Blockchain is transparent and does not need the participants’ identities for the transactions. Yet, the transactions recorded on a blockchain could be linked to the identities of the individuals. This could happen off-chain at the network level, and therefore users need to safeguard their privacy. There are various ways through which users can maintain anonymity.

Masking IP address — IP address is public information known to the ISP and any other router on the way to the target server. Using a VPN (virtual private network) or Tor, especially during a withdrawal, can hide the IP address and safeguard the user identity. Tor is an open-source software that allows internet browsing while staying anonymous. Utilization of VPNs/Tor can obscure your IP address and prevent malicious actors from drawing a correlation of withdrawal transaction timestamps. Alternatively, separate browsers can be used for financial transactions.

Deleting Cookies — Cookies represent bits of data that store information about the websites you visit. Access to website logins, personalization settings, advertising information, and other details enables them to provide a relevant and more personalized user experience. Unfortunately, the experience is the only upside, as cookies are the most common tools for tracking. Cookies allow websites to store a unique ID in the browser. This permits all cookie-enabled sites to track and monitor users. Thus, to protect your real identity –

  • You must delete the cookies on your computer.
  • Switch to more privacy-focused browsers that block third-party cookies and practice responsible browsing, e.g., do not grant access when a cookie consent asks your permission to use a third-party cookie.
  • Enable the do not track function to opt-out from tracking.
  • Use of tracker-blocking tools such as Privacy Badger, an anti-tracking browser extension.

Users could mitigate risk by separating their web3 activity from their regular browsing activity. The separation will enable users to streamline their browsing experience by accepting cookies on one browser and declining them on the other.

Using public RPC — Using a public RPC like the same IP or API token for different identities can link all the used wallets. For example, Metamask uses the same API token for all your requests from different wallets.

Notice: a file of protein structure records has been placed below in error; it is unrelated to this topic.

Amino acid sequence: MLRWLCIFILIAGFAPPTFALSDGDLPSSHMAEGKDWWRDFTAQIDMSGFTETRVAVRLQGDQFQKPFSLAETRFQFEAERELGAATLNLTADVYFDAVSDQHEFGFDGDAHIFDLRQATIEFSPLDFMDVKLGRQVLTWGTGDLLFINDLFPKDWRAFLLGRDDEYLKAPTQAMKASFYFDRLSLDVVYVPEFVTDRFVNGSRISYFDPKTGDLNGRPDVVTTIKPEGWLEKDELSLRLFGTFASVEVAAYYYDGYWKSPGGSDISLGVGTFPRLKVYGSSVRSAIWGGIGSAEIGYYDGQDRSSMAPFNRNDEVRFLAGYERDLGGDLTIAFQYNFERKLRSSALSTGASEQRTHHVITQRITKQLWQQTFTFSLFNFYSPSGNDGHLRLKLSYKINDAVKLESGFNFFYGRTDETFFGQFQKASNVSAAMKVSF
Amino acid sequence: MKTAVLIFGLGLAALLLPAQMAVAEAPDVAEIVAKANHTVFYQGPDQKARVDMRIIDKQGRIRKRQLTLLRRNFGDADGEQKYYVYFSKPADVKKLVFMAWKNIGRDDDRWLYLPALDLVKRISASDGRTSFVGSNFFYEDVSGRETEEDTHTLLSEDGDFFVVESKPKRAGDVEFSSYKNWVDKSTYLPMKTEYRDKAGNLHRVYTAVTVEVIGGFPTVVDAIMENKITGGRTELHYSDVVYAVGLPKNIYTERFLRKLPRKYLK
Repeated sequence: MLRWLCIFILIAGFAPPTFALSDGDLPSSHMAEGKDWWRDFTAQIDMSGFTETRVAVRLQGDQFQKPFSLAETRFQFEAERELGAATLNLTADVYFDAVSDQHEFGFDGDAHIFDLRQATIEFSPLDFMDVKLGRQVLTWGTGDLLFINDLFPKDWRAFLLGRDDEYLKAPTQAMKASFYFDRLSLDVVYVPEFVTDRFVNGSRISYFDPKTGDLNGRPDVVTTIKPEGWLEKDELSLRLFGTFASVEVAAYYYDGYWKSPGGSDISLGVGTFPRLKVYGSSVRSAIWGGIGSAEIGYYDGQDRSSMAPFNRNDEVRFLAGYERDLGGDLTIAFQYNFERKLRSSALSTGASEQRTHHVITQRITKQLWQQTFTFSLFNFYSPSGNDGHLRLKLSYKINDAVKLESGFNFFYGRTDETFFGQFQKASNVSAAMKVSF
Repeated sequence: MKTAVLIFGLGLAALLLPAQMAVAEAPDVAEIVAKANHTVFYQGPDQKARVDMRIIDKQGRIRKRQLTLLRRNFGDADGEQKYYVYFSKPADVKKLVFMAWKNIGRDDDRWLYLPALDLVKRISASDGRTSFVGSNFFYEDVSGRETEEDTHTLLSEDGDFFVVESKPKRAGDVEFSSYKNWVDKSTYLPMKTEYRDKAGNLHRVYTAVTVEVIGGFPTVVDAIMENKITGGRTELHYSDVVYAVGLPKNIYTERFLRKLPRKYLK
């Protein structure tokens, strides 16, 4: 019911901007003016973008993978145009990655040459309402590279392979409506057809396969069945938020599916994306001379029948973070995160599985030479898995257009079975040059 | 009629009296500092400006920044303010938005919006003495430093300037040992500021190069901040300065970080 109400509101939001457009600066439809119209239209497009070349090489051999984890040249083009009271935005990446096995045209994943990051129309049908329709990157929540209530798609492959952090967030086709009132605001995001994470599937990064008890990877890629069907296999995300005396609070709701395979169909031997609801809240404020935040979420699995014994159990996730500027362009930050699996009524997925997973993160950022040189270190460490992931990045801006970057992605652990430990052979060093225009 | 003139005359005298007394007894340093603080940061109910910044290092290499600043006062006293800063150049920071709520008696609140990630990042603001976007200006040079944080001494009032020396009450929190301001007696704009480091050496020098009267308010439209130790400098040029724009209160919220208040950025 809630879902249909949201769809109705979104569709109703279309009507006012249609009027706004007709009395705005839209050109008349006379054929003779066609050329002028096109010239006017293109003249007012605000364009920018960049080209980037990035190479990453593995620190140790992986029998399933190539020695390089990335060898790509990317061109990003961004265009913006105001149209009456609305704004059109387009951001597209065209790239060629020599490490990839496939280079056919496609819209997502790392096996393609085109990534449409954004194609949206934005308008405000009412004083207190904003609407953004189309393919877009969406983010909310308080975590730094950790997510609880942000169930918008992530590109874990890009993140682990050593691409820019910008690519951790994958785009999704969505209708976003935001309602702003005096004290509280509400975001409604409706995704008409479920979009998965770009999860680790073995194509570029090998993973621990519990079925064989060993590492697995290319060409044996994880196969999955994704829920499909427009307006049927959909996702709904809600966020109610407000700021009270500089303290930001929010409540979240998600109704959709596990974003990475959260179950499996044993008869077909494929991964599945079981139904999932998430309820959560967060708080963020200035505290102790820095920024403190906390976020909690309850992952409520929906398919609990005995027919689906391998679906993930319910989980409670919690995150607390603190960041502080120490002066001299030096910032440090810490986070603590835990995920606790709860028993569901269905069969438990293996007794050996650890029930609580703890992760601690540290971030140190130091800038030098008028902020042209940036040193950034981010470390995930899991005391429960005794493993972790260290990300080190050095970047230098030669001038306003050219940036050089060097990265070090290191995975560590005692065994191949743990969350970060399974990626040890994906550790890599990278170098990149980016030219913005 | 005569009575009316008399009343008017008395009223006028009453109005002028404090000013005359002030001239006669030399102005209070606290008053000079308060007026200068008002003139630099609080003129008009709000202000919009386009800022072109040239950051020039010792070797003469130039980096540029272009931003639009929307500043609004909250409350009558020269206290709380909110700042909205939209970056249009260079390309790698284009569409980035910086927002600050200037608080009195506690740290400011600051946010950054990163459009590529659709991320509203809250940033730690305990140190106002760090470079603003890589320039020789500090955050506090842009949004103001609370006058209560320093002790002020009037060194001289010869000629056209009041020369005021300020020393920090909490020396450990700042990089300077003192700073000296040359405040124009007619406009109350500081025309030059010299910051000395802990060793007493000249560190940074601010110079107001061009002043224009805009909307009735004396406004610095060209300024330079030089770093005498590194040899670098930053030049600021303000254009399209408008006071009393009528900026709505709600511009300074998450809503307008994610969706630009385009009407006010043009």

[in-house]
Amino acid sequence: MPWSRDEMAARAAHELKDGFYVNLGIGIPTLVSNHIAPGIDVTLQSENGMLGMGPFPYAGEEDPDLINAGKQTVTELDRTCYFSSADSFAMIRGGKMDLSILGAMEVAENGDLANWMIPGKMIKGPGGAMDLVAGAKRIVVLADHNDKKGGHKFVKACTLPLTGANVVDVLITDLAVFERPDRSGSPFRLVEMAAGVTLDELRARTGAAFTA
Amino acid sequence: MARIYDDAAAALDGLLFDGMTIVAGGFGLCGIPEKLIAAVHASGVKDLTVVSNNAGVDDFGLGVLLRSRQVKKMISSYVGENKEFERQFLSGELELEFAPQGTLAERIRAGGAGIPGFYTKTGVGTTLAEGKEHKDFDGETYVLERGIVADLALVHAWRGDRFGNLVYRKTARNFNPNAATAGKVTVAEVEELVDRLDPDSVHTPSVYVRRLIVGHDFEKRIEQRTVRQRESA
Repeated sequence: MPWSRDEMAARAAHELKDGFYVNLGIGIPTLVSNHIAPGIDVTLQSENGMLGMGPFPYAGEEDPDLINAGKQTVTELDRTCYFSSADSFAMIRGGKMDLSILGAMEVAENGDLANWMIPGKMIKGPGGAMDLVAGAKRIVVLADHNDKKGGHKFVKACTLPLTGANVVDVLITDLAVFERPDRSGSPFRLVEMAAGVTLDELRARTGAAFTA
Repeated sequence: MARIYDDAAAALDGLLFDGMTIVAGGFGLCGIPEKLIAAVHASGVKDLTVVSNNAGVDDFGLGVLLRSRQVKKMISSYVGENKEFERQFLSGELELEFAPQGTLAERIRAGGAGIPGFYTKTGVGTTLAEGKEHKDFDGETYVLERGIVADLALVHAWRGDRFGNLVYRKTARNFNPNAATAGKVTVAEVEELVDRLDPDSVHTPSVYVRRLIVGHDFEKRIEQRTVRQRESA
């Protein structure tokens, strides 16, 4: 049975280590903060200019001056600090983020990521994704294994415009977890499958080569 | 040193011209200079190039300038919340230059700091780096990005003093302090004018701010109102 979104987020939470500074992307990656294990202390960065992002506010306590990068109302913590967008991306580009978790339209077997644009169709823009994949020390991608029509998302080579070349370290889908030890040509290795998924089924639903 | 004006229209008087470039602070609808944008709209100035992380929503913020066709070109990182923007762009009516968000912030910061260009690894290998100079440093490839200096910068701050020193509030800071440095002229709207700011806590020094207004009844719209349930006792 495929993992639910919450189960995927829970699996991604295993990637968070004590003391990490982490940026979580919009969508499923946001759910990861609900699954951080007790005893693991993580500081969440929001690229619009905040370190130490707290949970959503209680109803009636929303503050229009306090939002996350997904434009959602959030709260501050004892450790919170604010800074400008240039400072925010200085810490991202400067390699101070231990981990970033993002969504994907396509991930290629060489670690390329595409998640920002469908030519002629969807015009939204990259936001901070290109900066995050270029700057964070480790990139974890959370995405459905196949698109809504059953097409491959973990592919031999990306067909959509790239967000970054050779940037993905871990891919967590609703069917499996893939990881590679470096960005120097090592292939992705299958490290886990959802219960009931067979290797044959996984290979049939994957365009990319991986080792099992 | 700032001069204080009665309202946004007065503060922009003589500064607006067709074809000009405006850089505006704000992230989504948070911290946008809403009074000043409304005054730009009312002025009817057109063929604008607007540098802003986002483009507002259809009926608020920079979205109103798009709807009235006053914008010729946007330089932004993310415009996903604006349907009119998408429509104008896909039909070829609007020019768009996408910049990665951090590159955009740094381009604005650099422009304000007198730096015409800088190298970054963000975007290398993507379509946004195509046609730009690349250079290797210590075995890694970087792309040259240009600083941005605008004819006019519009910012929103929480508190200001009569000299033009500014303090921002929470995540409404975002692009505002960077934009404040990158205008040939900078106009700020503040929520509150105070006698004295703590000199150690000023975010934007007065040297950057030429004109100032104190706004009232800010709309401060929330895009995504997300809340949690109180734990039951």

Using the said techniques can help conceal identity and preserve privacy. However, while the above defenses may prove effective, they’re far from perfect.

Mixing services can help users stay anonymous on the blockchain. As the name suggests, these services take your coins and mix them with other coins before sending them to destination addresses, thus obfuscating the transaction’s sender and receiver. For each transaction, a new address is created. This process makes it difficult to link transactions and identify who made them.

Mixing services are offered through a wide range of centralized, peer-to-peer, and decentralized solutions. Centralized mixing services receive the assets and then send these back to different addresses at a fee. Decentralized mixers use a completely coordinated or peer-to-peer approach to obfuscate transactions. These can be either obfuscation-based (concealing a user’s transaction graph) or zero-knowledge-based (erasing the transaction graph using zero-knowledge proofs).

While mixing services offer anonymity, these also require user participation to obviate the chances of linking the addresses through different correlations. Careless usage from the users can easily connect deposits and withdrawals and impact the anonymity of other users. If a deposit can be linked to a withdrawal, it will no longer belong to the anonymity set.

Careless usage can be reverse-engineered to draw links between deposits and withdrawals, exposing user identity and violating privacy. Let’s understand some usage patterns and transaction correlations that can link deposits and withdrawals.

Using the same address for deposit and withdraw

This is the most straightforward careless usage. Not only should a user use a different address for deposits and withdraws, but rather a new address for each withdrawal.

Deposit & withdraw pair with manually set gas prices

If the gas prices are manually set by the user, the likelihood of getting caught increases. The customized gas price can link the deposit with the withdrawal address. Wallet software such as Metamask sets gas prices as multiples of Gwei, and any deviation from the same is likely to draw attention and reveal the link.

Interaction between the deposit and withdrawal address

Any interaction between the deposit address and withdrawal address will reduce the complexity of linking the two. These addresses should never interact in order to protect privacy. This also applies to other interacted wallets so as not to have any interaction correlation.

Short time intervals between deposits and withdrawals

It’s always better to have longer time intervals between the deposits and withdrawals. Proper usage entails waiting for multiple deposits on top of your deposit. Most individuals withdraw their assets within 1–2 days from the mixer contract. However, if users wait longer than 2 days, the ability to link their withdrawals to the deposit is reduced. Moreover, as a general rule of thumb, users should always withdraw to a new address.

A similar size of deposit and withdrawal

This heuristic can be easily defeated if users ensure the size of their deposit and withdrawal is not identical/similar. If users need to make multiple withdrawals, they should spread them out across multiple days and use new addresses with no interaction or link.

Factoring in Timezone

If users make deposits and withdrawals during business hours of their timezone, they’re likely to get caught. Users should stagger their withdrawals over time at random intervals of the day.

The usability of mixers is reduced by the immature user behavior that prevents these from reaching their highest attainable privacy guarantees. Users must ensure that their on-chain and off-chain behaviors are unlinkable, including random on-chain activity. Quasi-identifiers of Ethereum accounts (gas price profile, time-of-day activity, etc.) should not lead to deanonymization through any consistent on-chain pattern.